On the job and on ‘thin ice?’
In an article entitled, “Know When You’re on Thin Ice at Work,” Wall Street Journal columnist Sue Shellenbarger provided the following Do/Don’t checklist on “How to Avoid Being Blindsided at the Office.”
On the ‘DO’ side of the spectrum:
- “Find out early how your boss will evaluate your performance.
- Ask specific questions about how you’re doing.
- Ask for criticism from colleagues who will tell you the truth.
- Compare your performance to high achievers.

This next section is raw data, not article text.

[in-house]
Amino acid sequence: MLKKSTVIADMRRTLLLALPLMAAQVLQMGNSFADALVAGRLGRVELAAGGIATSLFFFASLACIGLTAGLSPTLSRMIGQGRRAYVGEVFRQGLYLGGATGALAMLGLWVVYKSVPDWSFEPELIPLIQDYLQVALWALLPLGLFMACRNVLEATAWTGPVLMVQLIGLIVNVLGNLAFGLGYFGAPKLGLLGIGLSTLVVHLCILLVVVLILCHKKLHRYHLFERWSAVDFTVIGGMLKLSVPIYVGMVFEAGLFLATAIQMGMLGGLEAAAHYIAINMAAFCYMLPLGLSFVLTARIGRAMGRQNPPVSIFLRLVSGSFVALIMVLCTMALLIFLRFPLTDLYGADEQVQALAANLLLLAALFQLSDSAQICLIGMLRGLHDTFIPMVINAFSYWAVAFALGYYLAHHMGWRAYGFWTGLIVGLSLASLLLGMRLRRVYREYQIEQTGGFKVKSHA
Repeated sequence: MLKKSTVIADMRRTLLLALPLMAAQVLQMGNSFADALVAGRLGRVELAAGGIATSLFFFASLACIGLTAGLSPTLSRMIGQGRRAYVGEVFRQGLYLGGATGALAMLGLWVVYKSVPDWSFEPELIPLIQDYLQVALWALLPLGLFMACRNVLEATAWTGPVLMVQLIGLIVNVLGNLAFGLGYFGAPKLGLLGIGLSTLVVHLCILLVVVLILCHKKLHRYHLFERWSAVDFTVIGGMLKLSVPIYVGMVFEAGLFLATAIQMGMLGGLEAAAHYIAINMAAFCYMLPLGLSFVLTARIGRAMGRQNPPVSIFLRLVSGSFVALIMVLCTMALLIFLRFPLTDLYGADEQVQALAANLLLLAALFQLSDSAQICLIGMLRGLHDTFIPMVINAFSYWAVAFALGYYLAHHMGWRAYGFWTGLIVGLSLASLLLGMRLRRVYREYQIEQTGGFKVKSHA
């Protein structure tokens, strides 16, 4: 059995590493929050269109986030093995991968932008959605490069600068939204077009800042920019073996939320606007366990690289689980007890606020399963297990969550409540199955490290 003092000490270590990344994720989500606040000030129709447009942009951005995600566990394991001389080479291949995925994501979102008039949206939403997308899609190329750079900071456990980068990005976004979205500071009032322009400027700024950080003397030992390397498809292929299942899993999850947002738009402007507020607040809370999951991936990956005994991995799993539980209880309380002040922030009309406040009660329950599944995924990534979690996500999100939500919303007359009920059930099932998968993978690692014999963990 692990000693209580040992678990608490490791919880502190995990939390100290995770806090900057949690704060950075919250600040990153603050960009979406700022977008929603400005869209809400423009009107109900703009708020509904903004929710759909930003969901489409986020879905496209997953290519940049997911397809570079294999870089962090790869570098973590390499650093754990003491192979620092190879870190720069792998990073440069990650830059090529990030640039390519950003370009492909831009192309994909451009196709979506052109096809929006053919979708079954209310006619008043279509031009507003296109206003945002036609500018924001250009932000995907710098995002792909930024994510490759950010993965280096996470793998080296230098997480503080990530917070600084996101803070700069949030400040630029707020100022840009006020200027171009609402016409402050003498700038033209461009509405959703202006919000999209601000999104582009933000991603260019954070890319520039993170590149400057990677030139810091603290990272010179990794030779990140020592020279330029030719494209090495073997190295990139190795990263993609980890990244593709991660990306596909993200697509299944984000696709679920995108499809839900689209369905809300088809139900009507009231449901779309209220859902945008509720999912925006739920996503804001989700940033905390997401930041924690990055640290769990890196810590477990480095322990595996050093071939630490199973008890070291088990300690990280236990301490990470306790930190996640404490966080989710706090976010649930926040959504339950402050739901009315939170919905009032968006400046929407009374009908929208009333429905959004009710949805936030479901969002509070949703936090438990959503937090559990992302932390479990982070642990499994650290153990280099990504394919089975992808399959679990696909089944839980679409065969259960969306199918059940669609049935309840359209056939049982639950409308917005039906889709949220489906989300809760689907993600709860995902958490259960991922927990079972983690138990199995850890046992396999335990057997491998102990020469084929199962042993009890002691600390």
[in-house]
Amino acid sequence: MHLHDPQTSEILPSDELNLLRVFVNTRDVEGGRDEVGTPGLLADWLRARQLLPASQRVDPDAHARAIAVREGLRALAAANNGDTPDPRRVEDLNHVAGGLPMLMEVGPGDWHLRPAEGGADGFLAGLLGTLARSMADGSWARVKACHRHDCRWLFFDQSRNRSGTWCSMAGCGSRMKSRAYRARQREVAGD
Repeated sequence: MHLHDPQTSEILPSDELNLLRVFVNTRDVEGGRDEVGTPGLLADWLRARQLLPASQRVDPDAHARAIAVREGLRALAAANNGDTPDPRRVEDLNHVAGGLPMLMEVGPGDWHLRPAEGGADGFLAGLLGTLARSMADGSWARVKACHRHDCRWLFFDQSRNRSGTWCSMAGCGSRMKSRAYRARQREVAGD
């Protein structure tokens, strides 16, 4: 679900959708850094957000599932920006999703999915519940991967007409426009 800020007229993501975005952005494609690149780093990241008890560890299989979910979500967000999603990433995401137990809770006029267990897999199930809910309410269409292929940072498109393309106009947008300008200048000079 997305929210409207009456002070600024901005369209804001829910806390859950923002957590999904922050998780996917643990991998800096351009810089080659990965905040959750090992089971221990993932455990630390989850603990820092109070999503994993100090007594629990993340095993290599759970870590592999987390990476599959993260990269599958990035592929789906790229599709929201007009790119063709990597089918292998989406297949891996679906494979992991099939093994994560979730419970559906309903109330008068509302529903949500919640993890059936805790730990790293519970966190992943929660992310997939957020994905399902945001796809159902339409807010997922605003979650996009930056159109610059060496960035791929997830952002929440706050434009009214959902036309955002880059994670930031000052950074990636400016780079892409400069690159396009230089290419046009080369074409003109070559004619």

- Maintain good relationships with bosses, peers and subordinates.”
Shellenbarger says, “Do Not:
- Bristle or get defensive during performance reviews.
- Assume mastery of core job skills will make up for lacking relationship skills.
- Let yourself become isolated.
- Ignore neglectful or dismissive behavior by your boss.
- Surround yourself with allies who won’t give you honest criticism.”
“Misreading important external factors on the job is a common misstep,” says Shellenbarger. “And the risk of becoming unaware of your own failings increases as you rise up the ranks.”
Since 1991, Sue Shellenbarger, creator and writer of the Wall Street Journal's Work & Family column, has been providing “regular coverage of the growing conflict between work and family, and its implications for the workplace and society.” Click here for other Shellenbarger articles.